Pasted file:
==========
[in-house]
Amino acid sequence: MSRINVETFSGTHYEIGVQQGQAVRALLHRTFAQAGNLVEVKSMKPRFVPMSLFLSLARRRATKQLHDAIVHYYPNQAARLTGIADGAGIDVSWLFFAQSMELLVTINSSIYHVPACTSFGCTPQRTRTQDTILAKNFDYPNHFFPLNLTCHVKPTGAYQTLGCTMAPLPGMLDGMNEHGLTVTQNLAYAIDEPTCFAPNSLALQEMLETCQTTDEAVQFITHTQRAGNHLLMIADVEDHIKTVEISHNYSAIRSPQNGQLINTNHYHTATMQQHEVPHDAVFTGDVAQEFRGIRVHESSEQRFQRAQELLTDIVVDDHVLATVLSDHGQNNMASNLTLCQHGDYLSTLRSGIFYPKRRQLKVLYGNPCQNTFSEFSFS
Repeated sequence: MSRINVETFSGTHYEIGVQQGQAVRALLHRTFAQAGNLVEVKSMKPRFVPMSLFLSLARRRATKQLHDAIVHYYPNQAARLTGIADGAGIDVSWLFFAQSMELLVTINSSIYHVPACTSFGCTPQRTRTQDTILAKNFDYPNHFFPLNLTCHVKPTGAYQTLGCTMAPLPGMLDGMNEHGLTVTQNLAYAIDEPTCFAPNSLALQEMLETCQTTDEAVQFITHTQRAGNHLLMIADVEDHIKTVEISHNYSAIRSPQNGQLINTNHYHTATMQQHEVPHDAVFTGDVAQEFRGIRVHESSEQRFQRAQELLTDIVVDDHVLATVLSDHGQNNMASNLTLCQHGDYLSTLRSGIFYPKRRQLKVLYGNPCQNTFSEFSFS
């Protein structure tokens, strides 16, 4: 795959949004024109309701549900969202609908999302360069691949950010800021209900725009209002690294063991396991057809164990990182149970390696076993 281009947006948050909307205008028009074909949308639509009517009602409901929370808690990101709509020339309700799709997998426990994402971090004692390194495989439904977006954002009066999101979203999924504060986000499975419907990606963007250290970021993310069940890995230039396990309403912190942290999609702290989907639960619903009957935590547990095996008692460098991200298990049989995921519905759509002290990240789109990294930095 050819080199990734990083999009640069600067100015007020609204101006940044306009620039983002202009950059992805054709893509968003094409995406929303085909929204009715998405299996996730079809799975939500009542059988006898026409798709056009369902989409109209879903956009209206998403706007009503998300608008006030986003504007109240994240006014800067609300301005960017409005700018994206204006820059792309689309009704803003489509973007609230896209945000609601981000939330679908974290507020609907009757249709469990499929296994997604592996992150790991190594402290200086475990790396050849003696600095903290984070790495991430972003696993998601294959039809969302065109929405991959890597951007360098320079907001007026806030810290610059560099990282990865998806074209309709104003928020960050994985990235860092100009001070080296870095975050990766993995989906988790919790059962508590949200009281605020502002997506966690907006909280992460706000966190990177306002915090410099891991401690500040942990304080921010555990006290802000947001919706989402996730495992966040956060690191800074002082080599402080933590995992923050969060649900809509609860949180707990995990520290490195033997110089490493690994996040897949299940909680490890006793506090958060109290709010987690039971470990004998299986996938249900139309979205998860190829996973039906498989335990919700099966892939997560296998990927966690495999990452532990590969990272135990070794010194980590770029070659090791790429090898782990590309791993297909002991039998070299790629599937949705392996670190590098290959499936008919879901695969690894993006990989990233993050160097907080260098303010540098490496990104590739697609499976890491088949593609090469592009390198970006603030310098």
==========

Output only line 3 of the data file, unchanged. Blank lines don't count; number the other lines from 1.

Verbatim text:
Repeated sequence: MSRINVETFSGTHYEIGVQQGQAVRALLHRTFAQAGNLVEVKSMKPRFVPMSLFLSLARRRATKQLHDAIVHYYPNQAARLTGIADGAGIDVSWLFFAQSMELLVTINSSIYHVPACTSFGCTPQRTRTQDTILAKNFDYPNHFFPLNLTCHVKPTGAYQTLGCTMAPLPGMLDGMNEHGLTVTQNLAYAIDEPTCFAPNSLALQEMLETCQTTDEAVQFITHTQRAGNHLLMIADVEDHIKTVEISHNYSAIRSPQNGQLINTNHYHTATMQQHEVPHDAVFTGDVAQEFRGIRVHESSEQRFQRAQELLTDIVVDDHVLATVLSDHGQNNMASNLTLCQHGDYLSTLRSGIFYPKRRQLKVLYGNPCQNTFSEFSFS